Next generation video and Ultra HD TV: Perspectives on HEVC

UHD TV has emerged at the same time as a new wave of compression technology innovation to facilitate its transmission without excessively raising bandwidth costs to TV operators and broadcasters. In the same way as the development of MPEG-4 part 10H/264 transformed the economics of delivering HD services, High Efficiency Video Coding (HEVD), offering bit-rate improvements of 50% on H.264, will make delivering 4K UHD TV a more viable proposition.

Digital TV Europe, in association with Elemental, recently surveyed 160 senior industry figures from over 50 countries, including telecom, cable and DTH pay TV operators, free-to-air broadcasters and OTT service providers to share their views on the importance of different elements of 4K UHD TV, challenges to be overcome and the importance of HEVC as an element in the mix.

The survey revealed that HEVC is seen a playing an important role in enabling the delivery of TV services. Two-thirds of respondents think it will either have a transformative effect or at least a positive benefit by contributing to lower distribution costs. A minority think it will have modest impact, or little of no impact.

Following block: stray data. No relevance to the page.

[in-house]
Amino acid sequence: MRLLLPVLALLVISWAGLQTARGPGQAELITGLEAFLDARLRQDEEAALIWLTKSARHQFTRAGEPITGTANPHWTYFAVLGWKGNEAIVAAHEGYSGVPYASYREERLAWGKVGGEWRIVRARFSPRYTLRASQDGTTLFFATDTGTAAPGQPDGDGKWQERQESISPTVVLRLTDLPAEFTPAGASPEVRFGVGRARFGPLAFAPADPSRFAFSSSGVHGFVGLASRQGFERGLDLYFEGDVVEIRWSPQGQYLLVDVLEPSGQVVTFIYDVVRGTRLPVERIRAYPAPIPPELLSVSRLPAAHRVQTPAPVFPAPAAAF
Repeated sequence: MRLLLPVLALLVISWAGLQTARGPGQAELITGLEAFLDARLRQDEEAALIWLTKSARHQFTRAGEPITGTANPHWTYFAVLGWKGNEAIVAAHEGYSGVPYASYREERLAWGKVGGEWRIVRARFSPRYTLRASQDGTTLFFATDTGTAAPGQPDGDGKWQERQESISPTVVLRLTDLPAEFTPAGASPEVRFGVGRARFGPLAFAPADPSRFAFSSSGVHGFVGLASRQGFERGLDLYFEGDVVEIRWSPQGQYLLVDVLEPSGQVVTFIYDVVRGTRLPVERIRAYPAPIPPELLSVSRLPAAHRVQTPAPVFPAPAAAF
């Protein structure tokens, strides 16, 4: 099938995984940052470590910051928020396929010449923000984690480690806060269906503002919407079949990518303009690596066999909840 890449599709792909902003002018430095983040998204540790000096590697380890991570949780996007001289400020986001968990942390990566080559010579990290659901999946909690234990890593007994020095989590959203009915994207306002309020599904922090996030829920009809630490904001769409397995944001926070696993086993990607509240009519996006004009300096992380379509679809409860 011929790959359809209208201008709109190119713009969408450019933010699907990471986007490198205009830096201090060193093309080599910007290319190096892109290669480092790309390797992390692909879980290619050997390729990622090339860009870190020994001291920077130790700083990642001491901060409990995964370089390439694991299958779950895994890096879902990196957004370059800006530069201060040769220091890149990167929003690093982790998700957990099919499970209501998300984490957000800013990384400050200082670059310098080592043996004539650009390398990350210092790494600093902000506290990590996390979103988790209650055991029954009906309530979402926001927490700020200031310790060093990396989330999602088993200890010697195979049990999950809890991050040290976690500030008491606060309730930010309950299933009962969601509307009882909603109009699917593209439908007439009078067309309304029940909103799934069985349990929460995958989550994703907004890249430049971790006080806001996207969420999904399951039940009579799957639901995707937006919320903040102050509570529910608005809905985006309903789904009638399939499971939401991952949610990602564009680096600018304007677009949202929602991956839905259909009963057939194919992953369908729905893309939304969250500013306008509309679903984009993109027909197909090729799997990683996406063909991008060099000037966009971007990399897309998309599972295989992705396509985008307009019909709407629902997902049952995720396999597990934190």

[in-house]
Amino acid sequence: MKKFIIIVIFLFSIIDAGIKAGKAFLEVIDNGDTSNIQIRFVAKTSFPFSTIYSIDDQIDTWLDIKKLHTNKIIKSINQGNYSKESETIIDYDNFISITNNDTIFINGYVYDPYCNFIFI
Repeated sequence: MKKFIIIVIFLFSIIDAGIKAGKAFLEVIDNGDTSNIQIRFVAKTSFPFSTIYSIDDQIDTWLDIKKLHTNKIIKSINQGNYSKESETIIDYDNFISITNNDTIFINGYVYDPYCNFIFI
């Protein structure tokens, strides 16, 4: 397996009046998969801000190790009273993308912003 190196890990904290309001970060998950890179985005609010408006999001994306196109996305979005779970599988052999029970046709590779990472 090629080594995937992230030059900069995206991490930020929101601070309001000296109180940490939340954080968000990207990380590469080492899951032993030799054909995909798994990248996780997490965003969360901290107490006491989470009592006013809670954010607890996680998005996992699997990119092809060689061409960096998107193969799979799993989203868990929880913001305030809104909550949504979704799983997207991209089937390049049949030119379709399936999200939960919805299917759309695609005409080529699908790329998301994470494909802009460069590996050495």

A similar proportion believes the impact is currently not knowable because of uncertainties around licensing terms or technical costs and benefits. Most respondents do not yet have direct expertise working with HEVC, but among those not yet using it, a majority plan to do so within the next 12 months.

4K UHD TV is seen as the format where HEVC will play the most significant role, with a particular emphasis on the use of the technology to deliver live 4K UHD TV services. Respondents believe that HEVC will play a significant role in enabling the delivery of the same number of TV channels as those currently on air but at lower cost than has previously been possible. Respondents also believe that HEVC is currently well supported by devices including smart TVs and set-top boxes.

Broadcasters and TV operators are enthusiastic about 4K UHD TV and a significant number have either launched services or plan to do so relatively soon. Respondents to the survey believe that the biggest challenges that could prevent adoption of the technology are lack of availability of content and the cost of distribution and bandwidth.

High Dynamic Range is seen as a crucial element of the 4K Ultra HD viewing experience. In fact, respondents give HDR a marginally higher average score in terms of its importance than higher resolution. HDR is seen as a technology that will primarily have a benefit in enhancing the 4K Ultra HD experience, but respondents also believe that it could beneficially be applied to improve HDTV. HEVC is seen as crucial to delivering 4K Ultra HD to viewers.

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